Spoleto Festival board meeting notes early sales success

Memebers of the Spoleto Festival board met Monday morning to discuss this year's success. Photo by Chris Baker/Post & Courier

The Spoleto Festival USA board of directors met briefly Monday morning, wondering why a record-breaking $75,000 was raised from ticket sales in a single day — Thursday — and hoping to replicate the phenomenon in the future.

Last week, the festival experienced an unprecedented surge in ticket sales that overwhelmed its website, causing it to crash and remain unavailable for nearly six hours. Even with such technical difficulties, the festival broke its single-day sales record.

“We have got to figure this out,” said vice president Lou Hammond. “Because if we can figure out what’s making this happen, then we can double it next year.”

The festival has sold more than 30,000 tickets in 22 states, Hammond said, and she attributed some of the national success to a strong social media plan.

“Traffic is up on our website by 15 percent,” said Paula Edwards, director of marketing and public relations for the festival. The festival also raised $31,785 with an online auction in February and has nearly 8,000 “likes” on Facebook.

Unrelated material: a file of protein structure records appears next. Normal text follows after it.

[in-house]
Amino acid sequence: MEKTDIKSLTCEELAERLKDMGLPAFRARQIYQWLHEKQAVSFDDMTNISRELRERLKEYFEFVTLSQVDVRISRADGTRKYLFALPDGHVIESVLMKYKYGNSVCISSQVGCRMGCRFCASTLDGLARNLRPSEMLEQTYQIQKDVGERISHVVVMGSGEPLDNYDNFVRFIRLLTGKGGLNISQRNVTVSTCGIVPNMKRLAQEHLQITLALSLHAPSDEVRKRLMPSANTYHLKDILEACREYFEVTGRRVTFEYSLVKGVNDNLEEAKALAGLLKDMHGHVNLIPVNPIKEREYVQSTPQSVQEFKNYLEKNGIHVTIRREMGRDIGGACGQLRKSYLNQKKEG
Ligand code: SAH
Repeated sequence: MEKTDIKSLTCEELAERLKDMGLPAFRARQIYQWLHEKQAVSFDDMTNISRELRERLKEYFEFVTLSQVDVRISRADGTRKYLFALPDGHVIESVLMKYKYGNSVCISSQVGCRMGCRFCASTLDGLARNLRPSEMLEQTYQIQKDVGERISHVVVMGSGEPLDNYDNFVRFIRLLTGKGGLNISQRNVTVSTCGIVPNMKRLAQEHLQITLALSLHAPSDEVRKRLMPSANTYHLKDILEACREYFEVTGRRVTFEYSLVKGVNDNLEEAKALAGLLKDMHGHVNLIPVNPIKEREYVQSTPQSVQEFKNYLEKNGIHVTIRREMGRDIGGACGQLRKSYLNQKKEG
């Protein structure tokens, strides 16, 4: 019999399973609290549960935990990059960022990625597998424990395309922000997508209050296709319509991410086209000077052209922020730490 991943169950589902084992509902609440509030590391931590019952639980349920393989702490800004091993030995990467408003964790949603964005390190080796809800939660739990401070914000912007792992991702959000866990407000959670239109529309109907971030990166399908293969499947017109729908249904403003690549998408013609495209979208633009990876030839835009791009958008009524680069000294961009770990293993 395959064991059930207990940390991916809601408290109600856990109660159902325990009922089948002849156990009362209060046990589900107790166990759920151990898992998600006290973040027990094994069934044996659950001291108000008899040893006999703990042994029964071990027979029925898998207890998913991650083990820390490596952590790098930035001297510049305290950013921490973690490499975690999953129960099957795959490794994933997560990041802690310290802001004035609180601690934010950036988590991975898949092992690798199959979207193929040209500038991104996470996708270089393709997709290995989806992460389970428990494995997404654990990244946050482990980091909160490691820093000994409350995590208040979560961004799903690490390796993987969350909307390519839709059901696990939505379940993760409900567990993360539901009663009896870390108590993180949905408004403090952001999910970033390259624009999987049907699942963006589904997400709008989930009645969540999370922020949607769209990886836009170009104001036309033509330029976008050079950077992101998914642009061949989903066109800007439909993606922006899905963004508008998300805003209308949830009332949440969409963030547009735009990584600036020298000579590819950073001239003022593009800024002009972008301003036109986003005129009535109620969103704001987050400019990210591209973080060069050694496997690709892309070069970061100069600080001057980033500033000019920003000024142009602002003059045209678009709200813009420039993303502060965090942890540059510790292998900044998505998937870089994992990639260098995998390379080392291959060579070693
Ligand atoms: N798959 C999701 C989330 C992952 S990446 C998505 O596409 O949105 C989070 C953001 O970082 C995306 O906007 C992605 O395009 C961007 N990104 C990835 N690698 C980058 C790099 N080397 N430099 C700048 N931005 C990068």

Just three days into the 17-day event, Spoleto has already reached $2.5 million in revenue. Treasurer Ronald Abramson said he hopes to make it to $3 million by the end of the festival. Last year the festival earned $2.9 million.

In his program update, resident conductor John Kennedy thanked the board for their faith in this year’s “unconventional” opera programming, which includes the Chinese opera “Feng Yi Ting,” and Philip Glass’s “Kepler.”

“These are the kind of pieces that bring international attention to the festival,” he said.

Mayor Joe Riley was present and greeted the 49-member board with a word of thanks for their efforts and contributions.

“Because of you and those who did this work before you, Spoleto is a storied success,” Riley said.

Riley’s comments were followed by a tribute to Nunally Kersh, who stepped down from her role as festival producer this year after nearly 17 years of service. Kersh received a rousing ovation from the board.

“It was a wrenching decision to leave the festival,” Kersh said. “Over the years it’s felt like more than a job — it’s been a calling.”

Most board members said they were pleased with this year’s programming and marketing strategy.

“Everything so far has gone surprisingly well,” Spoleto president Nigel Redden told the board.